As noted elsewhere on the site, the single best thing I bought in 2015 wasn’t an album, or a movie, or even a book. It was From Software’s absolute masterpiece of a video game, Bloodborne. Caveat: before you go any further – yes, I’m going to geek out here, and very few of you are likely to be interested in what follows.
What is Bloodborne? It’s a third person adventure game, set – initially, at least – in a weird Victorian-looking city named Yharnam, wherein people are doing very strange things with blood, citizens are suddenly morphing into horrendous lycan creatures and most folk are simply hiding behind locked doors while vigilantes known as “Hunters” attempt to cleanse the streets. So far, so video-gamey. What’s unusual is how the story progresses. You’re never really told what’s going on. There are clear plotlines, and themes, but zero in the way of real exposition, and you’re left to piece it all together at your own pace. As you proceed through the game, you discover the ancient catacombs under the city, in which were found the remains of dead gods, and all manner of other nastiness. You learn what the residents have been doing with the blood of those dead gods, and the side effects it’s been having.
So, what makes this so damn good? Bloodborne sets out its flag early on. It has no truck with modern video game stalwarts such as regular save points, or difficulty modes. From the very first moment, it challenges the player to “git gud” (as the Bloodborne community saying goes), and punishes them brutally where they fail to do so. It’s a throwback to the classic video gaming era of the 80s, where players needed to invest a bit of thought and hone their skills – there is no hand holding and you will die constantly, because dying is how you learn. Oh, and when you die, all the enemies you’ve killed are brought back to life, forcing you to confront them again, to fight harder and to improve. This might sound boring or choresome, but fortunately Bloodborne is full of genius game mechanics, which keep things compelling, even as it’s kicking your arse.
I’m just going to stop here and list some of the things that I’ve enjoyed about this incredible game.
• The art style. It’s absolutely gorgeous. The environments are incredibly atmospheric and varied, there are dozens of enemy types and you never feel less than totally involved in the world around you.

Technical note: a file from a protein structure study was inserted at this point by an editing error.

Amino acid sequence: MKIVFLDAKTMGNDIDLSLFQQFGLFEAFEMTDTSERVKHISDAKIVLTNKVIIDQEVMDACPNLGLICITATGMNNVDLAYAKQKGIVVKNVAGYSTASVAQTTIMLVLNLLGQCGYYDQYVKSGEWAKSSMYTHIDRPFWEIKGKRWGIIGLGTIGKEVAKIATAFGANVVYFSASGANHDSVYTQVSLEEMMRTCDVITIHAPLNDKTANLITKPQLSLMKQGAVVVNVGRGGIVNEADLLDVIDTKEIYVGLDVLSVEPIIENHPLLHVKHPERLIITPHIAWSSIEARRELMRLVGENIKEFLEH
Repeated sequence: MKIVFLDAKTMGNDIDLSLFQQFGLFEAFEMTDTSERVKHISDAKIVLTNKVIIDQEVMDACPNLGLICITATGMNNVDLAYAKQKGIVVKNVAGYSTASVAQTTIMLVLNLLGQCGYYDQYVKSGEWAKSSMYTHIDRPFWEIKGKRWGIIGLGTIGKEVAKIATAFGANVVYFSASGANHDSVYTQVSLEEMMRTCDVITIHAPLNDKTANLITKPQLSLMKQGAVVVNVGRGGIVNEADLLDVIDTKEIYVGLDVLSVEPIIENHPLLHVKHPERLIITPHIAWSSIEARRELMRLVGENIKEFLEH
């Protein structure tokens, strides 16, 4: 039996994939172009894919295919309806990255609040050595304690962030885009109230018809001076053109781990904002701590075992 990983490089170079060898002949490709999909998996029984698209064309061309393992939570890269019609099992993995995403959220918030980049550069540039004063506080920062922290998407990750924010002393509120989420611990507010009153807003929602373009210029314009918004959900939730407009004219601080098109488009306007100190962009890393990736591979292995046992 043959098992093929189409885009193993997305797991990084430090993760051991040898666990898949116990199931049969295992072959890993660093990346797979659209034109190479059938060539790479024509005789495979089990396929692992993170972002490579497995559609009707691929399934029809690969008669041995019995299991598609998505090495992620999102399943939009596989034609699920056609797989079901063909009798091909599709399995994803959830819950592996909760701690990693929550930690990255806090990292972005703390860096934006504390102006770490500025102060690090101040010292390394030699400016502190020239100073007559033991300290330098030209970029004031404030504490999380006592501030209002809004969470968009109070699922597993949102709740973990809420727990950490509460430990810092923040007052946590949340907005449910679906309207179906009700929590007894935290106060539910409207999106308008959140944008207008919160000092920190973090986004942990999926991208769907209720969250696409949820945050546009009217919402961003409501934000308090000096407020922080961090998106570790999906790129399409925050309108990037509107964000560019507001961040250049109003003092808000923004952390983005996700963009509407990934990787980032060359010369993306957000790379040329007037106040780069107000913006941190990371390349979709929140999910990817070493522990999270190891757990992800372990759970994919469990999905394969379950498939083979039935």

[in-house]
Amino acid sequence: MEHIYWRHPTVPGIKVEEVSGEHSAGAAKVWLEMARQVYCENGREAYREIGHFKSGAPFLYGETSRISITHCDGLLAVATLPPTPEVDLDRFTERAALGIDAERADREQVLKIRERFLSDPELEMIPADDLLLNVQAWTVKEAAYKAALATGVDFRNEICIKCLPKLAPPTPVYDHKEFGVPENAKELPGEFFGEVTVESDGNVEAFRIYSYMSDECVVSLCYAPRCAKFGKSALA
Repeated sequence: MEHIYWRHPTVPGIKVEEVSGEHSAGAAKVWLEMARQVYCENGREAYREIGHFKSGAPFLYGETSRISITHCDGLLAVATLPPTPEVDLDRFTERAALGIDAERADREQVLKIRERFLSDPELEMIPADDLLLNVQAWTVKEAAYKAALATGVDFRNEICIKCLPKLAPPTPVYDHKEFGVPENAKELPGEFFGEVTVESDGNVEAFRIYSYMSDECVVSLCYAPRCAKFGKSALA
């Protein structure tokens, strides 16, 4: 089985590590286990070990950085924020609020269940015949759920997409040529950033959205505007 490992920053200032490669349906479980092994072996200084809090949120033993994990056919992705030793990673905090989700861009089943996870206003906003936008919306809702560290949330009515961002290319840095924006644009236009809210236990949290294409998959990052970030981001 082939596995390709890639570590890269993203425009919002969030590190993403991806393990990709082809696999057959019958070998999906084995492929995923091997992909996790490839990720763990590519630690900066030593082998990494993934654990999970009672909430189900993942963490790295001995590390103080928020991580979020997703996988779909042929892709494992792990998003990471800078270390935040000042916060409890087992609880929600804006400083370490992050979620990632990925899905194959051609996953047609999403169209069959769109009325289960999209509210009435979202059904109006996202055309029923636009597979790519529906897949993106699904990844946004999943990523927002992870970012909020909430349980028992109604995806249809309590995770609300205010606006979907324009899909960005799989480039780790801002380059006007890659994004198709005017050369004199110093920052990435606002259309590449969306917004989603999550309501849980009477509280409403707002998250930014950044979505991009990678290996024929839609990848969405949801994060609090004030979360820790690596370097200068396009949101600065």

• The risk/reward balance which underpins the entire game. Someone hit you? Hit them back within a couple of seconds and you’ll recover your lost health. Die? You’ll have dropped all your blood echoes (the in game currency, accrued every time you kill an enemy and tradeable for weapons, goods and abilities), but you can win them back by respawning and killing whatever it is that killed you before you die again. Playing the game makes you outright nervous – you constantly have something on the line, and yet another death is never more than a heartbeat away. You’re encouraged to be aggressive at all times, but you’re penalised for being careless. I’ve been more tense playing this game than any other time I can remember, and friends of mine admit to having simply cracked at times and run blind through levels hoping to find a way out before being inevitably hunted down and destroyed.
• The weapons. There are dozens of them, and they’re nearly all amazing. A sword that turns into a jagged metal whip? A giant metal motorised pizza cutter? An electrically-charged magic mace? The severed arm of a dead god? They’re incredible, and your choice of weapon will massively transform how the game plays – this sounds like classic marketing spiel, but on this occasion it’s actually true. I’m currently on my third straight play-through, using Beast Claws and Ludwig’s Holy Blade. I’ve also just discovered that it’s possible to play the game as a werewolf.
• The lore. Oh god, the lore. There is a hell of a lot of back story here, and it’s amazing. I’m normally someone who totally zones out on game storylines, because I think they’re almost always rubbish, and the trend to making games more and more like interactive movies sucks donkey balls. This is something else entirely. The stories here are on a mythic level; there are churches, and cults, and ancient insane royal dynasties, insanity, Eldtrich truths, assassins and everything in between. While some of those things are massive clichés, they’re delivered with so much style and originality as to make them feel fresh. You swing back and forth between the real world and the nightmares of its inhabitants, and game gets deeply, deeply trippy. The themes and imagery alone should tell you we’re not in Kansas: expanded consciousness, eugenics, an obsession with eyes and their removal, pregnancy and miscarriage, the tension between wisdom and bloodlust, etc. I can’t even begin to do justice to it all – everything is connected to everything else, and the game has delivered so many “holy sh!t” moments I’ve stopped counting. About halfway through, the game full on wigs out, changes tone dramatically and more or less invites you to commune with the cosmos. It’s awesome, and essays are currently being written online about what it all means. Here’s “The Paleblood Hunt” – a 90 page analysis of the game’s story: https://docs.google.com/document/d/1JL5acskAT_2t062HILImBkV8eXAwaqOj611mSjK-vZ8/edit Just have a flick through that and say you’re not curious as to what on earth he’s on about.
• The boss fights. Oh god, the boss fights. I’m including below a video of one of them. They’re hard as nails – you’re expected to fail, and fail often. It’s quite common to kill one of these things, and realise that your heart is beating at a hundred miles an hour and your hands are shaking – the fights can last upwards of ten minutes and the adrenaline rush is enormous. The bosses also have some of the greatest names I’ve ever seen anywhere. Ebrietas, Daughter of the Cosmos? Rom the Vacuous Spider? Mergo’s Wet Nurse? The Cleric Beast? Lady Maria of the Astral Clocktower? The Celestial Emissary? Ludwig The Holy Blade? Martyr Logarius? Orphan of Kos? Vicar Amelia (seen in action in the video below)? Too cool.